All About Asthma: How To Keep It Under Control
By Dr. Peter Klapper Ph.D.
If you suffer from asthma, you may be having a harder time breathing lately due to allergies. If you are, know you’re not alone. The spring is peak season for people with allergies, which is why May is known as “National Asthma and Allergy Awareness Month.”
To raise awareness around this disease that affects 25 million people in the United States, (20 million adults and 5 million children) we wanted to help provide tips to keep your asthma under control this allergy season.
What Causes Asthma?
Although Asthma is a more commonly known illness, you may be wondering what causes flareups. Asthma is a chronic condition that affects your bronchial tubes (i.e. the airway in your lungs.) Those who suffer from this disease airways will narrow, swell and produce extra mucus when triggered which makes breathing difficult and causes coughing, wheezing and shortness of breath.
But to be honest, it’s uncertain what actually “causes” asthma. What the medical community does know is that there are many factors that play into what might cause someone to have an asthma attack. Whether that be genetics and asthma runs in the family, to allergens, respiratory infections, and other environmental factors.
For some, asthma is only a minor inconvenience and flares up a few times a year, however 5 to 10 percent of asthmatics have it far more severe and feel the impacts of their disease in their everyday life. Not to mention, many may have life-threatening asthma attacks. Unfortunately, asthma cannot be cured but it can be controlled.
Tips To Keep It Under Control
Know Your Triggers
As we stated above, asthma can be triggered by many ailments so it’s important to know what the cause of your asthma attacks might be. For many, common triggers include cold air, humidity, exercise, allergens like pollen and dander and the effects of dealing with a cold.
While some might find that exercise can cause them to use their inhaler more frequently, working out is known to dramatically improve asthma symptoms. And by combining exercise with the proper treatment, improvement can be achieved.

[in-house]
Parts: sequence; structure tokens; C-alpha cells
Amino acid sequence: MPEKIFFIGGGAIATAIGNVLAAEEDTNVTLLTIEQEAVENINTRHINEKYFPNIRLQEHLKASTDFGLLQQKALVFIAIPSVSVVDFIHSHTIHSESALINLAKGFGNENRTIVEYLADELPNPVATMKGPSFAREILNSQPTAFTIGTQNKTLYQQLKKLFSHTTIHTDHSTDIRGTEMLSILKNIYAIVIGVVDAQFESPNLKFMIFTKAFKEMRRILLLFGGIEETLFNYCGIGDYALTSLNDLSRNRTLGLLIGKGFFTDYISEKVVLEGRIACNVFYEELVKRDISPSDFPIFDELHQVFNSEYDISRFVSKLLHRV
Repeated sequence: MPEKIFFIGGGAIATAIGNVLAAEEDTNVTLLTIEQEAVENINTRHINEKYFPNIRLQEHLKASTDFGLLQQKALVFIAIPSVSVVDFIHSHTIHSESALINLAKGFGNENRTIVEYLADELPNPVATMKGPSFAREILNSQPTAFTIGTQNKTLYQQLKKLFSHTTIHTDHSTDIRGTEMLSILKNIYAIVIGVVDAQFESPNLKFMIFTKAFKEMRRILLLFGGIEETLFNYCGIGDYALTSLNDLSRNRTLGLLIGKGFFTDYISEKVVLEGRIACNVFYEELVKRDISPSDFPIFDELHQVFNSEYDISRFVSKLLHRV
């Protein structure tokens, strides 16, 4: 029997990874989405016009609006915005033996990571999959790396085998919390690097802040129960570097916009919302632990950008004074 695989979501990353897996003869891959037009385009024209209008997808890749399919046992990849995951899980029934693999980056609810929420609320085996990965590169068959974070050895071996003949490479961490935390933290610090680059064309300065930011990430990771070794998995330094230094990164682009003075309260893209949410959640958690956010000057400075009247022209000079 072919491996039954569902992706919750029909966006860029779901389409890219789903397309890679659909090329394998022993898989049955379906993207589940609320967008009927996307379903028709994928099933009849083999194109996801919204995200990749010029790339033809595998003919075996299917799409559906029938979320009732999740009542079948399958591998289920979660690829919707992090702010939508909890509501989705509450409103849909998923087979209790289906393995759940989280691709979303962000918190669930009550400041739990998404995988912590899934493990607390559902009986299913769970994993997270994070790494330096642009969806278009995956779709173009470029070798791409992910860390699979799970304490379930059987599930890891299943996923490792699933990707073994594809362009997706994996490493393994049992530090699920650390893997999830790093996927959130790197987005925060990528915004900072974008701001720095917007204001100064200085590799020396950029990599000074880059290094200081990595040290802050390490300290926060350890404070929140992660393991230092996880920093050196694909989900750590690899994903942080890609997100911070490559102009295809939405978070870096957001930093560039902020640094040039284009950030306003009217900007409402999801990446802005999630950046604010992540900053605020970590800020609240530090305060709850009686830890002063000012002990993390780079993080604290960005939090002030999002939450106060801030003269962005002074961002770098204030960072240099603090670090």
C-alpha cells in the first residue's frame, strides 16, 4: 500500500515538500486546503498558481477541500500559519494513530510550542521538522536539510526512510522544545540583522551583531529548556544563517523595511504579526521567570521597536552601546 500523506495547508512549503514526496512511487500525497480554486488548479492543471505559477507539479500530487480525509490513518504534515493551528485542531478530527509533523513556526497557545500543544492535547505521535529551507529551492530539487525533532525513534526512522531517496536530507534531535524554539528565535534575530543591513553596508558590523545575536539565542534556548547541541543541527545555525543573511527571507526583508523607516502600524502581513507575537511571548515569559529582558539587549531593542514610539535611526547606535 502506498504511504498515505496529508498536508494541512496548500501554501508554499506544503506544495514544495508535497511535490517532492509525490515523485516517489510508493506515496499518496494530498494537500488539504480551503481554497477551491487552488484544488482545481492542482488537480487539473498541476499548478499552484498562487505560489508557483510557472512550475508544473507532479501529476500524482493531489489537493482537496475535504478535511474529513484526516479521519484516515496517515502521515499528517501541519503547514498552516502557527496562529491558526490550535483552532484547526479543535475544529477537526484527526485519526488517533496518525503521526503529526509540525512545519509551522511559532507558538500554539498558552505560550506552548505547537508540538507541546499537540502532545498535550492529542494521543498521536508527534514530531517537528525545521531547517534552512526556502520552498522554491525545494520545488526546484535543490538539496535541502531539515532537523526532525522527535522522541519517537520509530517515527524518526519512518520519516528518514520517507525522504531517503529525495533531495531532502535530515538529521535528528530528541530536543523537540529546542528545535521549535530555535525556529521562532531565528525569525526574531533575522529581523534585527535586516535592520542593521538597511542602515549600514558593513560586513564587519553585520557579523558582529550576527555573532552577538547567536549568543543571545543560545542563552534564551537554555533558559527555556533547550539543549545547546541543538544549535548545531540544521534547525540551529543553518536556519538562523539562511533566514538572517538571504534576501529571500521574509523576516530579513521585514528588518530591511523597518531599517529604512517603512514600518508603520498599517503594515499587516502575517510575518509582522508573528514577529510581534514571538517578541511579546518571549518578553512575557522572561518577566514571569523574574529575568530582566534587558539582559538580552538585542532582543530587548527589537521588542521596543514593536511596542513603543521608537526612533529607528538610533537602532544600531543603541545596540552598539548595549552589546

Conditions such as obesity cause asthma to be worse, which is why it’s important to stay healthy. By exercising, you strengthen your breathing muscles, improve your immune system, and keep a healthy body weight. However, be mindful on what types of exercise are best for you.
Cardio is a great way to strengthen your lungs, but it’s also important to not overexert yourself to the point you can’t catch your breath either. If you can, try and avoid working out in cold air to prevent an attack.
If you smoke on the regular, or socially, it’s a good idea to think about quitting. Smoking can reduce the effectiveness of your asthma medication, not to mention the tobacco itself damages your airways causing more attacks.
Secondhand smoke can also cause serious breathing issues. In fact, studies have shown a clear link between asthma in children because of secondhand smoke. More than 40 percent of children who go to the emergency room for asthma live with smokers and have more frequent asthma attacks.
Pay Attention to Outside Air Conditions
The weather and outside conditions can play a big part into asthma attacks. If you’re triggered by allergens such as pollen, be sure to pay attention to the pollen count outside, especially during the spring.
If a fire is burning nearby, that will most likely also affect your asthma. By being aware of what’s happening outside of your house, you can plan and be prepared with the right medications.
Keep Your House Clean
Similar to knowing the conditions outside, it’s also important to keep your house clean as well. If you’re triggered by animal dander or dust, you can reduce symptoms indoors by vacuuming and dusting regularly.
Asthma attacks can be triggered by stress. Think about it, when put into a stressful situation, you might feel an overwhelming sense of panic that can cause an increase in breathing and heart rate that leads to shortness of breath and chest tightness.
If you know that you have a stressful event coming up, try relaxing with massage therapy, a relaxing bath, exercise and even a good night’s rest.
Take Care of Your Health
If your asthma is severe, it can be affected greatly if you are faced with another ailment. Therefore, it’s so important to take care of yourself. If it’s cold and flu season, get your flu shot, inquire about a pneumonia shot, wash your hands, and wear a mask if in crowded places.
Be Diligent with Medication
Finally, be proactive with your asthma attack plan and take your medication. Many preventive medications require you to take them daily, so don’t feel like you can skip out just because you’re currently feeling great.
And don’t forget to keep your inhaler with you wherever you go. You never know what might trigger your asthma.